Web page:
Another way to make your zine stand out is to use a saddle-stitch binding instead of a stapled one. We’ll conduct a workshop on this next week.

Zine Re/production: Part I

Note: This is the second of a five-part workshop I am doing for a class on community writing this semester.

Today we’re going to build from making a mini-zine to something more complex. Today’s zine will be especially different because I’m also going to introduce you (in small groups) to the copy machine, where we can experiment with some basic reproduction techniques. But first…

1. Reflect on your experience making a mini-zine.

Last week you made a mini-zine in about 90 minutes, which allowed you to experience the entire process of zine-making: thinking up an idea, marking pages, making and folding multiple copies, and distributing them all over campus. So I’d like to start today reflecting on both the excitement of that process, but also its challenges. In short, what did you learn from making a mini-zine? And did you see Sara in the Daily Orange today?

2. Know the design-cost ratio.

While hardly scientific, DIY bookmaking essentially works on a simple tradeoff principle I’ve called the design-cost ratio. That is, the more you invest in the design of your book or zine, the more costly it will become — either in terms of $, labor, or time. At the same time, the more you invest, the wider your reach and more likely your zine will stand out among others.

design-cost ratio

I think of this, then, in terms of variables.

On the design side you have:

  • paper — size, color, weight
  • marks — cut & paste (collage, pen & ink, etc.), digital (typography, images, etc.), colors, margins, etc.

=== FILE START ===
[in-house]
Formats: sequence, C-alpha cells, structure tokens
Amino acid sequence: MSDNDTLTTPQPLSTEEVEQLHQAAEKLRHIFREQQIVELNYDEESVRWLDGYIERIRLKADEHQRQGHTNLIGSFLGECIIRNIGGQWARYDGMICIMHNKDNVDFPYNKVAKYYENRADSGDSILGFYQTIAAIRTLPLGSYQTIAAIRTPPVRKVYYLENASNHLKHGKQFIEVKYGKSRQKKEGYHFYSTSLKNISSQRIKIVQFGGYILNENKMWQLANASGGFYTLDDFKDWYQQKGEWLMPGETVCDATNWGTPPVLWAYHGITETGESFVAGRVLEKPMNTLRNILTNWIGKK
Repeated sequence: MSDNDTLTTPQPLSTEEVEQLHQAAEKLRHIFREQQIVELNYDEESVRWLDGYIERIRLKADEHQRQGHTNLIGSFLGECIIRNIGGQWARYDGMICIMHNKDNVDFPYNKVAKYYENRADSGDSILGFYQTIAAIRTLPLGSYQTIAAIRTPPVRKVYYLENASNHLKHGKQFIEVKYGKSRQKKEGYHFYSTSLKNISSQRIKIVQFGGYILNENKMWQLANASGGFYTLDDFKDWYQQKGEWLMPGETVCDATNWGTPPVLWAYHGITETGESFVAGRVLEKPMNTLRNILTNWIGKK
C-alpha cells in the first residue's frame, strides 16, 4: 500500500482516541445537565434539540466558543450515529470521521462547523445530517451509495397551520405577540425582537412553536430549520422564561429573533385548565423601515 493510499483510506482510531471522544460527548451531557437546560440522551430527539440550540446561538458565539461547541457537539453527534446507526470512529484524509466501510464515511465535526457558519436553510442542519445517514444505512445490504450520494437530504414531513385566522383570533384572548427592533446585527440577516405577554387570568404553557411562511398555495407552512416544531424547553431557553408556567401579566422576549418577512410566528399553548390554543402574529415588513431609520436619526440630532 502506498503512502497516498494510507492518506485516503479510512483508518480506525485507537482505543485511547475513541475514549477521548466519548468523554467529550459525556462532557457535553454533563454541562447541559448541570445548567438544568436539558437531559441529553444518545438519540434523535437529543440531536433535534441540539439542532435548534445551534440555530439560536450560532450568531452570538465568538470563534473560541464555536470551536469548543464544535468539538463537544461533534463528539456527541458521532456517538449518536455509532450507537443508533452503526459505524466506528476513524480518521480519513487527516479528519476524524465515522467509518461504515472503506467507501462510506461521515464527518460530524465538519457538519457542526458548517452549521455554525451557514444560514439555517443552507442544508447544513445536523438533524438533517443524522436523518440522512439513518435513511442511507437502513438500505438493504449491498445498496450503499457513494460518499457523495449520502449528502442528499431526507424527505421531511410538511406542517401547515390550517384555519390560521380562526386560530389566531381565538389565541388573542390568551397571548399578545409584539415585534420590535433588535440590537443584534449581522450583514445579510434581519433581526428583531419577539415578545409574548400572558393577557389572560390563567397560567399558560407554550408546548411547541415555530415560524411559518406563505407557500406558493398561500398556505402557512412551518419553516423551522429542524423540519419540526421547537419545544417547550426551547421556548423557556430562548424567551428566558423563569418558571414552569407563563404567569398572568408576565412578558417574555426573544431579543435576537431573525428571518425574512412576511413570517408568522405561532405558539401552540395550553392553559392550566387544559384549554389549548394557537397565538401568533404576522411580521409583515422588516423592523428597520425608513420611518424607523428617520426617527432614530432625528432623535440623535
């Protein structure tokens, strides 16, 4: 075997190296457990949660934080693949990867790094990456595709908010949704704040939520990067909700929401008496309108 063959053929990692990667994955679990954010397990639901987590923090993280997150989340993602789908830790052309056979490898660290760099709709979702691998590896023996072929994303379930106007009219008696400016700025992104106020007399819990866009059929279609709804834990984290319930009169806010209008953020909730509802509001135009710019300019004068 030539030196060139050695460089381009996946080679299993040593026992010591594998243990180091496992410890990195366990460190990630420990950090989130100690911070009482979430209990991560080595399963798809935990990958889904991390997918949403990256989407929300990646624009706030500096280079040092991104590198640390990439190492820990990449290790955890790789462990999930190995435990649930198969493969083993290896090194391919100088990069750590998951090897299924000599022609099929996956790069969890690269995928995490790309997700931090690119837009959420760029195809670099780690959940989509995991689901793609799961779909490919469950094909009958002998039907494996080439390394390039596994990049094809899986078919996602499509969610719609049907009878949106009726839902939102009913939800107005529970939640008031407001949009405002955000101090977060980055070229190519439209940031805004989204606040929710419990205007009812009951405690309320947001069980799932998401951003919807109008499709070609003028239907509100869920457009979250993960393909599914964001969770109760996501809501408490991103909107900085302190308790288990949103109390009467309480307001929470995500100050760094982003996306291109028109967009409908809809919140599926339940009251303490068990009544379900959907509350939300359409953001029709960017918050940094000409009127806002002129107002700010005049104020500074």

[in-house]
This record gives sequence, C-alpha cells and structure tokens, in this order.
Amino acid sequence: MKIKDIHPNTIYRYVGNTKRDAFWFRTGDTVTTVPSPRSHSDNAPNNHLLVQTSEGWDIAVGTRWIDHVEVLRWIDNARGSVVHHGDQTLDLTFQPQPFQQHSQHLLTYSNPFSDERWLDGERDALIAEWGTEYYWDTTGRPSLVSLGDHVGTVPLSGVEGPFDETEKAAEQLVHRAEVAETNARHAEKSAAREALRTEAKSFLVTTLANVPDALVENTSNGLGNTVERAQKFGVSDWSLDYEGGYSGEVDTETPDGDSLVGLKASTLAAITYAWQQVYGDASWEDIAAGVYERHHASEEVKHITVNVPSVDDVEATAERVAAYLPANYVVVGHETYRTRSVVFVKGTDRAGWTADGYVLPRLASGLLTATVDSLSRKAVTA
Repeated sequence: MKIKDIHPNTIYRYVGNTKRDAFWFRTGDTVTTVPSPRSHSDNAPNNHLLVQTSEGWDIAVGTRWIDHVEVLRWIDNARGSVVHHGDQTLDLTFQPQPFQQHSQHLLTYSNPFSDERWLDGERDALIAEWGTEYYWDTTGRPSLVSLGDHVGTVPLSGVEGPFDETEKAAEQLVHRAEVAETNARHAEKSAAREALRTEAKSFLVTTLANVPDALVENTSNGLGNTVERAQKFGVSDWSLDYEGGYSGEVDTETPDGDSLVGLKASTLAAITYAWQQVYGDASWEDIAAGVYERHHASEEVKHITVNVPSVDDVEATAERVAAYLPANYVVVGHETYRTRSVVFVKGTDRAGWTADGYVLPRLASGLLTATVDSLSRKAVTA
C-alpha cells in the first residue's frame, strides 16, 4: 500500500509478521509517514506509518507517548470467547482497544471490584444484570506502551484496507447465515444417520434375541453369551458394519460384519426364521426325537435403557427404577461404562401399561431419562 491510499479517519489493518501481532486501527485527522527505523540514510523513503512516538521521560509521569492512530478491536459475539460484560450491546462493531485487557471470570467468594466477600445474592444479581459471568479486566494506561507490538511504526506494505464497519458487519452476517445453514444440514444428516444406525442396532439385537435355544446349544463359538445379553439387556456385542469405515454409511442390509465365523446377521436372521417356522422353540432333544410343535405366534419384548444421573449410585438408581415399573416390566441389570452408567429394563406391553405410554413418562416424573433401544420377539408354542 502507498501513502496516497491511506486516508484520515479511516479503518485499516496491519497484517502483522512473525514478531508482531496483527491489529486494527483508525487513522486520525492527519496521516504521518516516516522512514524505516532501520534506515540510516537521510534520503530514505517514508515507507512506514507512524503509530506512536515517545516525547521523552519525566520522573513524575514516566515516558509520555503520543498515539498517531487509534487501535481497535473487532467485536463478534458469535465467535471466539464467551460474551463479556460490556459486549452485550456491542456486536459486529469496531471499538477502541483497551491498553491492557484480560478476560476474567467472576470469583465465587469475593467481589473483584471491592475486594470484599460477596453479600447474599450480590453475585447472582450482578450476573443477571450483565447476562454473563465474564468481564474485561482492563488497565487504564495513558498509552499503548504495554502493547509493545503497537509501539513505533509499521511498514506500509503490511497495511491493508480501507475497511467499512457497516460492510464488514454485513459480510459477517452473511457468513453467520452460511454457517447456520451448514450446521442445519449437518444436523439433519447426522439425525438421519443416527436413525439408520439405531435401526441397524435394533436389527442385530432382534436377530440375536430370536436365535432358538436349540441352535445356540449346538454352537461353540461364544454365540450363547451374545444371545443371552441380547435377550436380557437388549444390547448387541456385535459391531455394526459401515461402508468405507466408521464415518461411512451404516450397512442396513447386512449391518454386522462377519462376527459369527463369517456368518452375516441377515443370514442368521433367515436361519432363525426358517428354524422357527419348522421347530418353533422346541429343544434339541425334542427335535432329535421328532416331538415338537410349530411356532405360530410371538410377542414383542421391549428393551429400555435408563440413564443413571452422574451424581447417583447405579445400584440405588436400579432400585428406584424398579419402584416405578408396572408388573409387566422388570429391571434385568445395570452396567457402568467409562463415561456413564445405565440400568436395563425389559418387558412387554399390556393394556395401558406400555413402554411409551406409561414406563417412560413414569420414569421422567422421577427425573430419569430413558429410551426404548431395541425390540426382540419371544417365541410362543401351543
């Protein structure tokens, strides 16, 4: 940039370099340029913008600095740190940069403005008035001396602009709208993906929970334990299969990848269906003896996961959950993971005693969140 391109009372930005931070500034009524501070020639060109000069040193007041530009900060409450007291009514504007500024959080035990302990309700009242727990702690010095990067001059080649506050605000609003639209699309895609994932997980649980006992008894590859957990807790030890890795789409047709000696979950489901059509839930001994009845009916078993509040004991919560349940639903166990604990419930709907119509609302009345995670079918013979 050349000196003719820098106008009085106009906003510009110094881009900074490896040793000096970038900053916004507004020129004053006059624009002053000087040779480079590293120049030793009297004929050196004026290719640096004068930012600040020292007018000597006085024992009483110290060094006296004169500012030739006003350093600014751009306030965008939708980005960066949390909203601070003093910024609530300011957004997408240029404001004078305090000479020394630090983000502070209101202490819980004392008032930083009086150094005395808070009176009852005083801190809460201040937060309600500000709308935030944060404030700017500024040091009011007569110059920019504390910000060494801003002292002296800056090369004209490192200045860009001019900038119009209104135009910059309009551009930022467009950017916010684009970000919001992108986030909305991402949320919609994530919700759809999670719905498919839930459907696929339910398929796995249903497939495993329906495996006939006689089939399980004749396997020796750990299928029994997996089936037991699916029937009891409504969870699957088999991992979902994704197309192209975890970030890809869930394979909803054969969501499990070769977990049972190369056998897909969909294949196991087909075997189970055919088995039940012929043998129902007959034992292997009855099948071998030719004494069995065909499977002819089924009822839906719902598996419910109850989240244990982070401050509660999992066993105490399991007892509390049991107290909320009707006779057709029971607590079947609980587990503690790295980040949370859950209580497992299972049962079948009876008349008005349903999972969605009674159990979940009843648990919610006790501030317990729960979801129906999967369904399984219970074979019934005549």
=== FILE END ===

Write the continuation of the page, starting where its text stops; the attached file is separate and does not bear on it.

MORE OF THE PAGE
• folds — landscape, portrait, middle, accordion, etc.
  • bindings — stapled, stitched, rubber bands, taped, ringed

On the cost side, you have

  • # of pages
  • # of copies
  • access to tools
  • methods of reproduction
  • means of distribution

These are just some of the things you need to think about when you decide to make a zine.

3. Basic tools.

I’ll introduce you to some of the tools we have available, although it should be obvious that there are many, many more than is represented here.

tools

4. Practice.

Take the rest of our time together to look at the handout I distributed on the standard 1/2 page zine, the micro mini, and making copy-ready masters. Then start experimenting with prototypes. After 15 minutes or so, I’ll start taking some of you to the copy machine to show you how your prototypes will look when photocopied and in book form.

Shopdrop a mini-zine

Note: This is the first of a five-part workshop I am doing for a class on community writing this semester.

By way of an introduction to the grit of zine-making, we’re going to try to make a mini-zine in under 60 minutes. We’ll exchange these zines in class and it will be up to each of you to distribute these zines by way of shop-dropping (AKA droplifting), a form of culture jamming. You’ll be able to drop your zines and others in a number of places on campus or in Syracuse.

1. What’s a zine?

Let’s let nicki sabalu help us answer that.

2. Can I see some examples?

Yes! Let’s spend 10 minutes looking at some I’ve collected over the last year or so. As you browse these in groups of four, consider some of these questions:

  • How would you describe the variety of these zines in terms of form (that is the way they are put together) versus their content (that is, what their rhetorical goals are)?
  • Who is the implied audience for the zine? Who are its readers?
  • Think about the different processes these makers used envision, collect, and circulate their zines.

3. How do I make a zine?

We’ll make zines throughout the next few Mondays, but for today we’re going to take a stab at making a mini-zine. We can thank Sassyfrass Circus for helping us with this.

minizine

Take 30 minutes to follow the instructions above. In terms of content, think about the various places and audiences this zine might travel to. Or imply a specific space (i.e. the library) with your content.

4. Copy and distribute!

If we have time today, we’ll copy, fold, and cut these in class. Next, we’ll exchange them in class and discuss potential places for distribution. If we run out of time, we’ll bump this to next week’s workshop.